White Exhaust

White clouds of smoke coming out of the rear of your car often are a result of a coolant leak inside the engine. Coolant is entering the combustion chamber and burning up. A leaking head gasket is a frequent cause of an internal coolant leak. A coolant leak puts the vehicle at risk of overheating, which could lead to major engine damage. If the engine is getting too hot the block can crack, and pistons can warp. Before that sort of damage occurs, you’ll likely experience a plethora of other engine damage requiring extensive repair.

Exhaust smoke can indicate engine trouble. If you notice excessive amounts emitting from your vehicle, do yourself a favor come to Lake City Auto Care for engine diagnostics!

Lake City Auto Care is your one-stop-shop for auto repair in Hayden, CDA, and Rathdrum, Idaho. Our trained mechanics can handle any issue with your car, from the radiator to the exhaust pipe! Give us a call or schedule an appointment today!

Common Wheel Alignment Questions, Answered

Getting a wheel alignment is an important regular maintenance item on modern vehicles. A misaligned car can impact driving feel, gas mileage, safety and tire life.

What is a wheel alignment?

Wheel alignment ensures the wheels on your car are aligned parallel to one another. A wheel alignment is a procedure that adjusts the position of your vehicle’s wheels based on manufacturer recommendations. A properly aligned car will handle better, have more even tire wear, and get better gas mileage.

What is adjusted during wheel alignment?

Alignments use three different suspension angle adjustments to change the positioning of your vehicle’s wheels.


The camber adjustment affects the outward and inward tilt of your wheels. Camber can have positive (top of the tire tilting out), negative (top of the tire tilting in), or neutral (tire sitting perfectly vertical) angle. Camber has a direct effect on the handling of your vehicle. Negative camber allows for better distribution of load while your car is going around a corner. This makes your car more stable. Too much negative camber will make the vehicle unstable in a straight line, as the sizes of the contact patches will be smaller.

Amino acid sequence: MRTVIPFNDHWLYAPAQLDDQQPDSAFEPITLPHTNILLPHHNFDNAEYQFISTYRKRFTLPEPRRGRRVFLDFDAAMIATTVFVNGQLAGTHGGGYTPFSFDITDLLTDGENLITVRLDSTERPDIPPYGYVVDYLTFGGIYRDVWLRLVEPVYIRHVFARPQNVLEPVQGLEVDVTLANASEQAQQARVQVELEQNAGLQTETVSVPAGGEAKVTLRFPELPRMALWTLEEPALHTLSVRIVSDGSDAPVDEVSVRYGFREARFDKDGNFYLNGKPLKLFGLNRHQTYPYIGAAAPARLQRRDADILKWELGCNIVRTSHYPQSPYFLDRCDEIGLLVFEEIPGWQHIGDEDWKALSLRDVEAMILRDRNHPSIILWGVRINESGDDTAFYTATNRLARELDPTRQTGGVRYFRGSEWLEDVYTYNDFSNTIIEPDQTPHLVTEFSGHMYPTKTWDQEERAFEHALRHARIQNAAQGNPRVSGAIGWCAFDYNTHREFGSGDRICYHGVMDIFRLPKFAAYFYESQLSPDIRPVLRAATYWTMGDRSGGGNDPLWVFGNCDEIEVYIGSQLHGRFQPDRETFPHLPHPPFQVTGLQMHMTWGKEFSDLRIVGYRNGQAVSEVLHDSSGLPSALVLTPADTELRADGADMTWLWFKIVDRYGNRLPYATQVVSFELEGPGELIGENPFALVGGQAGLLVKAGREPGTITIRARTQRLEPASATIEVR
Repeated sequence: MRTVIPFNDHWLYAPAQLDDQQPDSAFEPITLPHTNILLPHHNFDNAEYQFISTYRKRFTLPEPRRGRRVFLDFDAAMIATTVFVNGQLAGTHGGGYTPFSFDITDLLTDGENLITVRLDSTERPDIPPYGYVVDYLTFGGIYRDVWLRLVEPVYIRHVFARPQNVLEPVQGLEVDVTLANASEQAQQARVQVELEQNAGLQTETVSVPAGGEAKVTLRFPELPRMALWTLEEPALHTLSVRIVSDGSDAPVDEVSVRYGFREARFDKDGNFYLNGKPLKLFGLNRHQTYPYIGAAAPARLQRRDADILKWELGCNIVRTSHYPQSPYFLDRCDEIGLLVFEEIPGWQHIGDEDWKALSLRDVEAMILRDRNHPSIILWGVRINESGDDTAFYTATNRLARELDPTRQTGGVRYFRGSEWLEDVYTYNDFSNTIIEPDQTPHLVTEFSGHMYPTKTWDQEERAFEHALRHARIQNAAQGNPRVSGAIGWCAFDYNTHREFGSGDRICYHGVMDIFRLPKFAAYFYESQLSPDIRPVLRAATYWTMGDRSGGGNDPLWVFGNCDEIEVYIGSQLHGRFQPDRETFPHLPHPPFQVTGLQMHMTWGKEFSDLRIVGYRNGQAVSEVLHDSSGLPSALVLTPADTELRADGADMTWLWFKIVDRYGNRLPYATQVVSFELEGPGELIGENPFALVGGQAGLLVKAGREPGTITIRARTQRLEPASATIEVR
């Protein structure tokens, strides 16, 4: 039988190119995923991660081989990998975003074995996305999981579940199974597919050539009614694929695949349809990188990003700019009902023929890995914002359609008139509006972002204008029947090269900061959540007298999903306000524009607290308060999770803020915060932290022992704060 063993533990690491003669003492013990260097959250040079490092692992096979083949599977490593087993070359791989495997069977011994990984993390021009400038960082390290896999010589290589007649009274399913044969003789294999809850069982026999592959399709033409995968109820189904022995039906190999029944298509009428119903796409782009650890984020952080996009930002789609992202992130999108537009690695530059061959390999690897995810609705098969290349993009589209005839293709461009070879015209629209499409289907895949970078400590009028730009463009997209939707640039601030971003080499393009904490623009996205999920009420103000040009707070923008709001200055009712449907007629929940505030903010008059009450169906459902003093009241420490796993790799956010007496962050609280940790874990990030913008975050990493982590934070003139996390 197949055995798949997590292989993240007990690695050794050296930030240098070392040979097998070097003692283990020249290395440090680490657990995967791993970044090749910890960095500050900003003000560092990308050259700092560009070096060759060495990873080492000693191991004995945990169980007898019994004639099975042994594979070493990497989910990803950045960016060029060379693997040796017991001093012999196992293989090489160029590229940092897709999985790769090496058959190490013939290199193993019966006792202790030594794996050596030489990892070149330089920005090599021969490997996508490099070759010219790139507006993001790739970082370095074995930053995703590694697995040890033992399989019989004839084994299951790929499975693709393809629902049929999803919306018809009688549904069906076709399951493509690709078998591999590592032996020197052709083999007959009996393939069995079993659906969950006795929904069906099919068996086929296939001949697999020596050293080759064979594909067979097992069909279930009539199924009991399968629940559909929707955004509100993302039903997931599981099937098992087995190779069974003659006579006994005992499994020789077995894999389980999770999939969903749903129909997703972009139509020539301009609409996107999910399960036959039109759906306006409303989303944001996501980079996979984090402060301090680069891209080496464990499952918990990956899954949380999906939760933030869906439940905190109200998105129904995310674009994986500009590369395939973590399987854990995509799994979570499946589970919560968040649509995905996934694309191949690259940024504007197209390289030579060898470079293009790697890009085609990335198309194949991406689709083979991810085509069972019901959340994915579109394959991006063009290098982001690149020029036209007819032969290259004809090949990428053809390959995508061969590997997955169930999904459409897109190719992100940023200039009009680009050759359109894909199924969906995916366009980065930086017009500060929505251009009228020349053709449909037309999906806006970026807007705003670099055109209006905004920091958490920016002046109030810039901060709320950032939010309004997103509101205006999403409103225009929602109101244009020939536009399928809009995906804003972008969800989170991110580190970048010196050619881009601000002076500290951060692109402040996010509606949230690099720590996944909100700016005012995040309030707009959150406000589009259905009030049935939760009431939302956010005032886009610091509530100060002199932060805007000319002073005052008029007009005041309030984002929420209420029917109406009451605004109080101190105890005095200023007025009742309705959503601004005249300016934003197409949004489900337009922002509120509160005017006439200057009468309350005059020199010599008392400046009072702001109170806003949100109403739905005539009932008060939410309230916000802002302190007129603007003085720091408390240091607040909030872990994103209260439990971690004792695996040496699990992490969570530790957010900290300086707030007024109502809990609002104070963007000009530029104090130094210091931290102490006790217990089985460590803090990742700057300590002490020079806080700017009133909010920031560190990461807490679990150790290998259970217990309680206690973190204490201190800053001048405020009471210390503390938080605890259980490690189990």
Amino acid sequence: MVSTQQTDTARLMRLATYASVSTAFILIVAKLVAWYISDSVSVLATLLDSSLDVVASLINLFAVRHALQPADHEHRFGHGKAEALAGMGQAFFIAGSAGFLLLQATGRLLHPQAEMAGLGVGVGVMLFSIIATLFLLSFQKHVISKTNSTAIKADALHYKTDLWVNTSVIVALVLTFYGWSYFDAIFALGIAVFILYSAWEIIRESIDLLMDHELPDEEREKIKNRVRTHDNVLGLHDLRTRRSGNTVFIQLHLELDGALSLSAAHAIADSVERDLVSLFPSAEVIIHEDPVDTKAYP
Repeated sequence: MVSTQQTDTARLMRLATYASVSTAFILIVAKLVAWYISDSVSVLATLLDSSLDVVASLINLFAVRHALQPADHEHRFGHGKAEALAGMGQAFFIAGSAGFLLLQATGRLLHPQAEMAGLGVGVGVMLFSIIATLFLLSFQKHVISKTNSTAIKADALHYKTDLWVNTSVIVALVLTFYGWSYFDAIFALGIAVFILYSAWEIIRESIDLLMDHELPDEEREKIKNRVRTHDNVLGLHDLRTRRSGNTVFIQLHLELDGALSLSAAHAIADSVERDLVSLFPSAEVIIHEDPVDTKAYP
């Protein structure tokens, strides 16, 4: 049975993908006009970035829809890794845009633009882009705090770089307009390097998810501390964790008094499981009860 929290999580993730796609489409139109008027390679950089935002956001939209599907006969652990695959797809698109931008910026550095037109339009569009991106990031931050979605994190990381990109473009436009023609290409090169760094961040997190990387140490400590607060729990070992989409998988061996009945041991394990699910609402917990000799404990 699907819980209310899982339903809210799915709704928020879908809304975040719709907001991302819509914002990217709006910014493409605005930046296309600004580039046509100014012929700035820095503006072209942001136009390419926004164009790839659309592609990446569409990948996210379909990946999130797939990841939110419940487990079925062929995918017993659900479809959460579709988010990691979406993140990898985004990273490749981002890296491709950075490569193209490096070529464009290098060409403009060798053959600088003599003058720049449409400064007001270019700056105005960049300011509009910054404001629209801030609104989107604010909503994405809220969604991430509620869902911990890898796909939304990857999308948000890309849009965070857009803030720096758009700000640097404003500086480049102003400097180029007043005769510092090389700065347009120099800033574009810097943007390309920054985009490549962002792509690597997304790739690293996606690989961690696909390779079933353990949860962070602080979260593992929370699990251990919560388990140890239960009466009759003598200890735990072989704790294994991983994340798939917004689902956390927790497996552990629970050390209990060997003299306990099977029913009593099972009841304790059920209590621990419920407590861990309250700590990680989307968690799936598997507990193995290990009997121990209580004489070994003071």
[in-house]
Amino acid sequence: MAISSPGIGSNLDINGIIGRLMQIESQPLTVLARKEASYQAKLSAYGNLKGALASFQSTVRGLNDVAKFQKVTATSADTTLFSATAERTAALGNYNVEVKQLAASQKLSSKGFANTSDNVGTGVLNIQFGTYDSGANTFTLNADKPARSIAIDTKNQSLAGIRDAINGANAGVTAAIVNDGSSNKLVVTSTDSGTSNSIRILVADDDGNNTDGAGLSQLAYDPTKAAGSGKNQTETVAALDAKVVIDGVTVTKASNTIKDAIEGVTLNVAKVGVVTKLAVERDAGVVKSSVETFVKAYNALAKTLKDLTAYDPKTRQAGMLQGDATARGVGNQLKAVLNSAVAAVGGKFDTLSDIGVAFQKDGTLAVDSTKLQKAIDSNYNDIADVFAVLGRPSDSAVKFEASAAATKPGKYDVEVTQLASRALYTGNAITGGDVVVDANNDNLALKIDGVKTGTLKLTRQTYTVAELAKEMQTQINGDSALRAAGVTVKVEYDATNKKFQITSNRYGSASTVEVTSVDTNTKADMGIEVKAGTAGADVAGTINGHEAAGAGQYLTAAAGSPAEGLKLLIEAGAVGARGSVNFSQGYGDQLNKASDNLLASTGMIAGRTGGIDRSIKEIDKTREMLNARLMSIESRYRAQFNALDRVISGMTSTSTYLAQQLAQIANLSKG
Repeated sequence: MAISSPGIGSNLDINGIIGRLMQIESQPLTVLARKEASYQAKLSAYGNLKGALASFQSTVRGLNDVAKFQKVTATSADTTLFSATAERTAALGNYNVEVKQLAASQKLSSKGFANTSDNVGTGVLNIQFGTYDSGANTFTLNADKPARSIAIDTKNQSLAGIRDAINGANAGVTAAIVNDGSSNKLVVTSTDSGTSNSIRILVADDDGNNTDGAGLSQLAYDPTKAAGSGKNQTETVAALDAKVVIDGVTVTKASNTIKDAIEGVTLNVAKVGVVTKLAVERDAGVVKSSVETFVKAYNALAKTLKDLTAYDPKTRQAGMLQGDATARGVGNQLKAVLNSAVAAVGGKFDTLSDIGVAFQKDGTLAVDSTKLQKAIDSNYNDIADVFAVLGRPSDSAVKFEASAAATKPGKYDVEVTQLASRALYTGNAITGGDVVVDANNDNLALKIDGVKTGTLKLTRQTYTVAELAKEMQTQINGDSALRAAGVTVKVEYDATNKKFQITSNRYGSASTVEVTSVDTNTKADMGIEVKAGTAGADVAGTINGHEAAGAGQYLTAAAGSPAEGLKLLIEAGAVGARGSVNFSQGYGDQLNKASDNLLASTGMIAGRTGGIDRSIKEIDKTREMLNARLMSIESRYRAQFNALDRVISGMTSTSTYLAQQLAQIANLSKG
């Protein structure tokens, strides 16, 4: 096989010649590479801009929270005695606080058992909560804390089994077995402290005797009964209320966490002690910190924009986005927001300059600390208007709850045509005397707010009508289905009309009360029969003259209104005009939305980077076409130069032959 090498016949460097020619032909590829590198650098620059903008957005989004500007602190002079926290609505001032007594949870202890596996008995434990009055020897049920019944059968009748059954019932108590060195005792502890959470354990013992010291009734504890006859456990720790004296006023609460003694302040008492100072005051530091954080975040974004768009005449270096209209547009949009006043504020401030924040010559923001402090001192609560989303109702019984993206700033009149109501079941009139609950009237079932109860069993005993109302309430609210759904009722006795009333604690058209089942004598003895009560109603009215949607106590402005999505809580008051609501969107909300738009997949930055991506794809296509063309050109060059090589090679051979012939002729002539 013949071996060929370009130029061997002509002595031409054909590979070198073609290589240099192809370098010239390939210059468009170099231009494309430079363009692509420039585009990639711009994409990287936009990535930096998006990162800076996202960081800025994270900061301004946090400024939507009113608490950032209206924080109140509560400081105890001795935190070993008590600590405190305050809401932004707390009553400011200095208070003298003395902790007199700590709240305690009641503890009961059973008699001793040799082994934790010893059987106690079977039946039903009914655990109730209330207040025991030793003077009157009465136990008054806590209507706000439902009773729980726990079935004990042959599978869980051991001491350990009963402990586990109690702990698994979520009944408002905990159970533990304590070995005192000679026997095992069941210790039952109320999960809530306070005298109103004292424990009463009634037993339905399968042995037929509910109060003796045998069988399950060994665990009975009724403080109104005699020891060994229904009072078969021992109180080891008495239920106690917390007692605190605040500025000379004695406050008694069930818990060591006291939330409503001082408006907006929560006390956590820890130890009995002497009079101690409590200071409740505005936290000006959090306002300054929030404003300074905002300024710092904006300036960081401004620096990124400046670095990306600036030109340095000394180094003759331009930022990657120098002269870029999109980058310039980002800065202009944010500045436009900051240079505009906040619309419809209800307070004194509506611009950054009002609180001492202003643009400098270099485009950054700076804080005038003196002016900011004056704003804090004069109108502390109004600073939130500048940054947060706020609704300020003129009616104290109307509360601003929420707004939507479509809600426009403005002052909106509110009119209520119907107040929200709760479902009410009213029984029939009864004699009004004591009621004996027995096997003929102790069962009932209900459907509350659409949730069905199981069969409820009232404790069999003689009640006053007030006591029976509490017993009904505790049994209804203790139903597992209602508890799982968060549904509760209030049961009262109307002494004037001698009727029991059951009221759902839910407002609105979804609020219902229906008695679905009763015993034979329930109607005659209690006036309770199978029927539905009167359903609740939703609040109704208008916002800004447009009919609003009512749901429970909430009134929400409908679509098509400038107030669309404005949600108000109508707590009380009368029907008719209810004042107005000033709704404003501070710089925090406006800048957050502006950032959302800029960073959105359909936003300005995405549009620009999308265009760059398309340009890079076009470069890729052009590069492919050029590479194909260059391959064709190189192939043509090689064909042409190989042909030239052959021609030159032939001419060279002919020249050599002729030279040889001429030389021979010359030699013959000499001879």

The toe adjustment impacts the steering sensitivity of your vehicle. Toe-in points the front of your tires in toward the center line of the car. Toe-out points them away from the center line. Toe-out improves steering response but reduces straight-line stability. When the toe is out of alignment in the rear, a positive or negative thrust angle will impact the way a vehicle tracks down the road, and can result in dog tracking.


Caster changes the angle of the steering axis. The caster angle can be positive, negative, or neutral. A positive caster (steering axis leading the tire contact patch) allows the car to return to the center when the steering wheel is let go while turning and provides much greater stability than a negative caster angle.

Two-Wheel vs Four-Wheel Alignments

Depending on the layout of your vehicle, you will either need a two-wheel alignment or a four-wheel one. On larger trucks and SUVs that have solid rear axles, there is very little, if any, adjustment that can be made to the rear suspension. Vehicles with independent rear suspension will receive a four-wheel alignment. Independent rear suspension is more adjustable. Independent rear suspension can also come out of alignment.

What are the symptoms of a bad wheel alignment?